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Trevor’s Back: A Look At Free Agent Fits for the Titans

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Exploring some of the team’s options.

NFL: New England Patriots at Tennessee Titans Christopher Hanewinckel-USA TODAY Sports

I’m back! It’s been a while since I have written on the site, but things are about to change. Since we last spoke, Mike Vrabel has been hired as Head Coach, and had a very promising season. All of the positives that we’d envisioned have come true. Vrabel is innovative, makes connections with players, and has already won some big games. It is very difficult for a coach to take over for someone who took the team to the Divisional round, but Vrabel was so impressive that it’s almost an afterthought at this point. The fact that this is true despite not making the playoffs following a season in which the team won its first playoff game in 15 years speaks volumes. At this moment, the future of the team looks bright. For all intensive purposes, last season was a “down year” in the Jon Robinson era. After the 2016 season, I remember thinking that Titans fans should be cautious when it comes to expectations. Any successful organization has its up and down years; success in the NFL is not linear, and it’s easy to fall into the trap of expecting linearity. The team had gone 9-7 for 2 straight years, so logically, the next step should’ve been 10-6 or 11-5. However, starting from the first game of the season, nearly everything that could’ve gone wrong, did go wrong. The fact that this happened and the outlook remains positive is highly encouraging. While some significant decisions loom, this off-season feels like the one in which Jon Robinson must take the necessary steps to, as Mike Vrabel recently put it, “get out of the middle.” However, despite the fact that the future is bright and the team has put together 3 straight winning seasons for the first time in Titans history, there are plenty of areas on the roster that need to be addressed. In a way, the team is set to undergo somewhat of a retooling. Compare the current roster to the beginning of the Jon Robinson era, and you may be relatively surprised at the turnover. In order to get out of the middle, the bulk of the retooling must be done efficiently, effectively, and creatively this off-season, which leads us to free agency. As previously mentioned, despite recent success, this team has quite a few needs that must be addressed. In some form or fashion, I expect Jon Robinson to address each need in free agency. With legal tampering quickly approaching, I feel that it is important to explore every option, and determine which steps would be best moving forward.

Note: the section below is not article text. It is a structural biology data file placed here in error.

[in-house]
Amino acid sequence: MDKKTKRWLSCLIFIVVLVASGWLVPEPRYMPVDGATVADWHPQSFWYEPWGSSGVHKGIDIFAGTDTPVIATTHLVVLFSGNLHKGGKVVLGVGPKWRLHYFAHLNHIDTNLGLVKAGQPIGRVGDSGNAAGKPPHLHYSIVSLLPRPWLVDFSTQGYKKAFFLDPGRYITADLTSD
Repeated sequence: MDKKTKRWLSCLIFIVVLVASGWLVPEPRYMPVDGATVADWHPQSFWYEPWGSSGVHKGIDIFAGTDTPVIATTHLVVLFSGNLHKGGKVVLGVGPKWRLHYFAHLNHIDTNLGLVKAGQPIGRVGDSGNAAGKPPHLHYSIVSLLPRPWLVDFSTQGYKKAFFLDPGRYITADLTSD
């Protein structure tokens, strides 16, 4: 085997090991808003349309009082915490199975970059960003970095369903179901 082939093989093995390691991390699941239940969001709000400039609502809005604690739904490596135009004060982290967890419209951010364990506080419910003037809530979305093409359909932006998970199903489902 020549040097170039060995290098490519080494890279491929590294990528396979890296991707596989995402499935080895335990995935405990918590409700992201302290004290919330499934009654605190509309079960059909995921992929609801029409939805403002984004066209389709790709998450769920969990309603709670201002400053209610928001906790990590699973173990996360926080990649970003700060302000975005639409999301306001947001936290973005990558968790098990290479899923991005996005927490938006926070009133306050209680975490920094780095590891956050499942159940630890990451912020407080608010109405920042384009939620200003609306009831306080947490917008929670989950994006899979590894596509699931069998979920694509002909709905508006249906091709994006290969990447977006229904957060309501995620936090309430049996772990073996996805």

First, we will look at each of the primary areas of need. I have ranked the areas of need and attached free agents to the area. In each area, I have included high-level, mid-level, and low-level options. As previously mentioned, I expect Jon Robinson to address each need in some form or fashion. That does not necessarily mean that he has found the starter of 2019 for the position, but that he has added a viable option and increased his flexibility for the draft next month. This means that there will be both mid-level and low-level free agents that will be signed.

  1. EDGE Rusher: If nothing else, from a pure numbers standpoint, this has to be the biggest position of need. Brian Orakpo is retired, and Derrick Morgan is a 30 year old free agent coming off of a down year that included injuries. At the moment, the only EDGE rushers under contract are Harold Landry, Shariff Finch,Kamali Correa, and Latroy Lewis. While some of these players will serve as good depth, the team needs someone capable of starting opposite Harold Landry. Even if the team were to sign a high-level free agent at this position, I would not be surprised if they double dip and take another early in the draft. Landry has a history with injuries, and in today’s league, having 3 or even 4 guys capable of starting has almost turned into a necessity for contenders. As Brian Orakpo stated last summer, ideally, someone in his position should not be playing tons of snaps each game, because it allows a number of fresh pass rushers to get after the quarterback the entire game. I recall this being a significant issue when Kamerion Wimbley and Derrick Morgan were the starters and the team had absolutely nothing behind them. Both played about 60 snaps a game, and the defense struggled to get any sort of pass rush, causing teams to shred them. It forces the defensive coordinator bring extra guys in order to generate pressure, and we have seen what quarterbacks like Andrew Luck can do with that. You’re in a no win position at that point. Dean Pees has expressed a desire to be able to generate consistent pressure when only rushing 4, because it allows him to do so much more on defense. We saw it with the 2017 Jaguars, and more relevantly, Pees’ defenses in Baltimore. So, while guys like Finch and Correa are solid, the team should not be afraid to hit this position hard both in March an April. I am expecting both a high-level free agent and either a mid or lower level free agent to be added in the coming weeks.